least, the bang-bang brilliance of Duval's or Woods's. But
whatever he does in a major tournament, positive or negative, is
invariably high theater. Take the bogey he made in the third
round at the par-3 12th. After he deposited his eight-iron tee
shot into the foliage behind the green and the ball couldn't be
found, Norman, now lying two, had to make the ignominious march
back to the tee box to reload. He aimed at the same line he had
taken several minutes earlier and, with the same club, struck a
tee shot that landed about 25 feet from the stick. During the
stroll back to the green, Norman's caddie, Tony Navarro, said,
"Let's just make a hard 4 and get out of here." Norman said he
never doubted he would make the putt, and that's exactly what he

After both of them had come up short on Sunday, Love and Norman
met outside the locker room, shook hands and shared condolences.
"We'll get one, one of these days," Love said, "the both of us."

Well, Olazabal, who outdueled Lehman in 1994 at Augusta, now has
two more than either of them. Much was made--and rightly
so--about how badly Norman wanted a green jacket to redeem
himself for '96, but the Masters means just as much to Olazabal,
the greenkeeper's son. As he sat in the grill room of the
clubhouse several hours after the tournament, he proclaimed
Augusta his favorite spot on earth besides Fuenterrabia. "When I
come to play here, I'm so happy," he said. "All I think is that
it's such a good place. I have great memories, and I owe a lot
of my career to this tournament. Somehow I just feel in peace
when I am here." Asked if he has a special place where he will
keep his green jacket (the winners get to hold on to it for a
year), he smiled, placed his right hand over his heart and said,
"This special place."

During a practice round the previous Sunday, Olazabal made a
point of showing his new caddie, 33-year-old Brendan McCartain,
around the course. "It was his first Masters, and I wanted
Brendan to enjoy where he was," said Olazabal. "When we were on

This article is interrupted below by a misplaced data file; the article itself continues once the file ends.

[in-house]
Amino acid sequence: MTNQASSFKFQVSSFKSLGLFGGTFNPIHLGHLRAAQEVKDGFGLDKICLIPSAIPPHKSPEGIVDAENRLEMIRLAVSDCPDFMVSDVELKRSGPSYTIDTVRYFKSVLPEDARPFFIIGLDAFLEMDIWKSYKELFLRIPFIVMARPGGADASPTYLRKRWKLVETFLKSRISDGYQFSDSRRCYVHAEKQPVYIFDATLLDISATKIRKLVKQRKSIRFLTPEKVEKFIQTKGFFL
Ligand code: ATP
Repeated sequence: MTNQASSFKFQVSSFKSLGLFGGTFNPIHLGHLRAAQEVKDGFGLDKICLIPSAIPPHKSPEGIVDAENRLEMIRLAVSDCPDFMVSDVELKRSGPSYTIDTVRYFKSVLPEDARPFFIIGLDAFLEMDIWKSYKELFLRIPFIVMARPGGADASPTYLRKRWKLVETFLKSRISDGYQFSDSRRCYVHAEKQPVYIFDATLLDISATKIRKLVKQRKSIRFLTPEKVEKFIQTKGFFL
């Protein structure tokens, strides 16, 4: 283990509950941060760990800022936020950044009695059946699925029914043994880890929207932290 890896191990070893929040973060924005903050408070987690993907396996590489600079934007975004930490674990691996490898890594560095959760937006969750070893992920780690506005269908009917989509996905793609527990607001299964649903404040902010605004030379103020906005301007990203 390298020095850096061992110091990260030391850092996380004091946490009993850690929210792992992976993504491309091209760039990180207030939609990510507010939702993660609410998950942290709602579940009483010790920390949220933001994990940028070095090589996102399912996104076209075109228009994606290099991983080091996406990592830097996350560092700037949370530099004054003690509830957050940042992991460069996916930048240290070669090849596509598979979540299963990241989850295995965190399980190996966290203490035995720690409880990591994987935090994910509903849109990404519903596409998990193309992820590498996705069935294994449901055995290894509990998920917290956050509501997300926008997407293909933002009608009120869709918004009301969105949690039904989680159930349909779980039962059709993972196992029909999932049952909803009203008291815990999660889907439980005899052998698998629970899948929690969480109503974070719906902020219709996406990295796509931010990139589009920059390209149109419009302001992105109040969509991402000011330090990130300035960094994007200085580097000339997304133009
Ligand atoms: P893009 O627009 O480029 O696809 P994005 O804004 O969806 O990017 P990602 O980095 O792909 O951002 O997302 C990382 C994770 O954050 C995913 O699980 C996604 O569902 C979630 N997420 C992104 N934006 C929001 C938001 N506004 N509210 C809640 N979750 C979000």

the 16th green on Saturday, I went over to him and told him to
look around and see how beautiful it is. I told him, 'You won't
see this anywhere else.'" In the six-bedroom, five-bathroom,
one-fitness-room palace that the unmarried Olazabal built for
himself and his parents, Gaspar and Julia, hard by the 7th hole
at the Real Club de San Sebastian in Fuenterrabia, Olazabal has
hung several enlarged photos from past Masters, some scenics,
some action, one of the 1994 green jacket ceremony, another of
him taking a drop at the 13th hole in '94 after he hit his
second shot into the drink.

It takes a special man to hang a photo of his own penalty shot,
but then it takes a special man to live with his parents even
though he's a millionaire. Olazabal is of Basque descent, and
there's a Basque tradition of simplicity and mystery. "My mom
cooks, and she can do anything," he says. "Me? I burn eggs and
toast. In a way I'm spoiled by my family." It takes a special
man to walk up the 18th fairway, knowing that he again has won
the tournament he cherishes more than any other, yet wait for
Norman so they could drink in the applause together, as if the
Shark hadn't gotten enough already. "I knew I had won, but I had
beside me Greg Norman," said Olazabal in his careful and courtly
English. "We all know what he's gone through in this tournament.
I feel sorry for him, and I would love to see him win the
Masters." It takes a special man to treat with equanimity the
passive-aggressive reception that he got from the Masters fans
on Sunday. "If I was a spectator," said Olazabal, "I'd have done
the exact same thing." That's doubtful.

Back in Fuenterrabia on Sunday night, Gaspar watched his son
sink his final two-foot putt on 18 and went out into the front
yard. Performing a ritual that has followed most of Jose Maria's
24 wins, Gaspar fired his hunting rifle into the air and then
set off a few fireworks. It's nice to know that someone,
somewhere, was making a little noise for such a marvelous


COLOR PHOTO: PHOTOGRAPHS BY JOHN BIEVER Back on his feet Victory was especially sweet for Olazabal, who not long ago wondered if he would ever walk again.

COLOR PHOTO: PHOTOGRAPHS BY JOHN BIEVER Unrequited Love In falling two shots short, Love cemented the best and worst parts of his reputation.

COLOR PHOTO: BOB MARTIN Woods tiger Duval made a charge on Sunday, but early-round woes left him pining for a green jacket.

COLOR PHOTO: PHOTOGRAPHS BY JOHN BIEVER Sand Shark Norman's gritty showing wasn't enough as he lost three strokes to Olazabal over the last five holes.

The Masters is ultimately about shotmaking, and few golfers are
as artful as Olazabal.

Golf has precious few personalities capable of generating as
much electricity as Norman.